Monday, April 18, 2005

The City vs The Country: China Divide

The Empty Village - What about the 750 million Chinese who aren't getting rich? By Henry Blodget

After a few days in Shanghai, it is easy to think that China has already become the world's leading economic superpower. This illusion is not dispelled in Beijing. When I lug my bags from the train station to the Grand Hyatt, I walk right by the Lamborghini dealer.

Of course, as many observers have noted, China is two countries, urban and rural, and they are as different as Los Angeles and Appalachia. The Appalachian part would have remained theoretical for me, but one morning I was invited to ride shotgun in a dusty Jeep Cherokee with Tim Clissold, the author of Mr. China, for a drive to the north.

Statistics in China are easy to come by and hard to have faith in. But here goes: About 750 million Chinese are farmers, and about 85 million make less than $75 a year. The average rural per-capita income in Sichuan province in 2002 was $253, less than the fees required to attend a local middle school. Rural incomes have almost doubled since the mid-1990s, but taxes have jumped four to five times. (To register to get married, for example, you have to pay 14 taxes.)

Of course, poverty alone doesn't lead to social unrest, which many people cite as one of the biggest threats to the Chinese economic miracle (the others being overinvestment and a fistfight with Taiwan). To trigger the class riots that frequently occur in China these days, you also need a sense of unfairness. There is plenty of that, stemming from corruption, limited opportunities, and income inequality. Experts disagree about exactly how China's rural/urban income gap compares with that of other countries, but the dispute is confined to whether it is the most extreme in the world or merely extreme. In an extraordinary series in the New York Times, Joseph Kahn told the story of Zheng Qingming, a brilliant farmer boy who aced his high-school admission test but couldn't scratch together the $80 necessary to take the college entrance exam—and solved the problem by stepping in front of an express train. In China, Inc., Ted Fishman described a villager, who, after demanding that the spending of local authorities be publicly audited, was taken into custody and beaten to death.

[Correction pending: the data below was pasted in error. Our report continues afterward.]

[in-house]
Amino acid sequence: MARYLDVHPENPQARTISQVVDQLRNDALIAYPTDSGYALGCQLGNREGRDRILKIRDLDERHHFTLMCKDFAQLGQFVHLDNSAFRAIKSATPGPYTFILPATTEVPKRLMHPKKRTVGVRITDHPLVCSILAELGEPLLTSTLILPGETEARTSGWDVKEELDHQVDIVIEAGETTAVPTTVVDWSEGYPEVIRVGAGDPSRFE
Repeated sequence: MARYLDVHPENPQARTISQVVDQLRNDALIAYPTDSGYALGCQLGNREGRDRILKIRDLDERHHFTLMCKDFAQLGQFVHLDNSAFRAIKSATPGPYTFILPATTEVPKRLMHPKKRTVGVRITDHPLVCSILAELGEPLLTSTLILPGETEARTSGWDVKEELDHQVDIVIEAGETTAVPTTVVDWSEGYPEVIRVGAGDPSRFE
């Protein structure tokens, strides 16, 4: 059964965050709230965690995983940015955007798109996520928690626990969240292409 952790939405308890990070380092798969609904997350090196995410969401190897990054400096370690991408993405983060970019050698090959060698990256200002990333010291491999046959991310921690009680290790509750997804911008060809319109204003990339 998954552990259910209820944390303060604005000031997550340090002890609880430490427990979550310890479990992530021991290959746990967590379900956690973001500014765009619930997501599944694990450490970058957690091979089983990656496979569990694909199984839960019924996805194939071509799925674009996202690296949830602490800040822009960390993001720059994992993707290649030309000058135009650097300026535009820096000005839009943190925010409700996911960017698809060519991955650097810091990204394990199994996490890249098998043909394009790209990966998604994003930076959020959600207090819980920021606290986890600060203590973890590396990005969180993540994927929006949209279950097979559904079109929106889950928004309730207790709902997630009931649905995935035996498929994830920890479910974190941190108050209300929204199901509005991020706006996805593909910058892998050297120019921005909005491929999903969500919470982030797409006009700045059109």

Clissold and I drove until the city's superhighways narrowed to single-lane strips and brown mountains appeared. Then, after winding through a dusty town near the Ming Tombs, we parked near a cluster of stuccoed brick buildings and walked. . . . .

{see rest of this article over at Slate in the link above}


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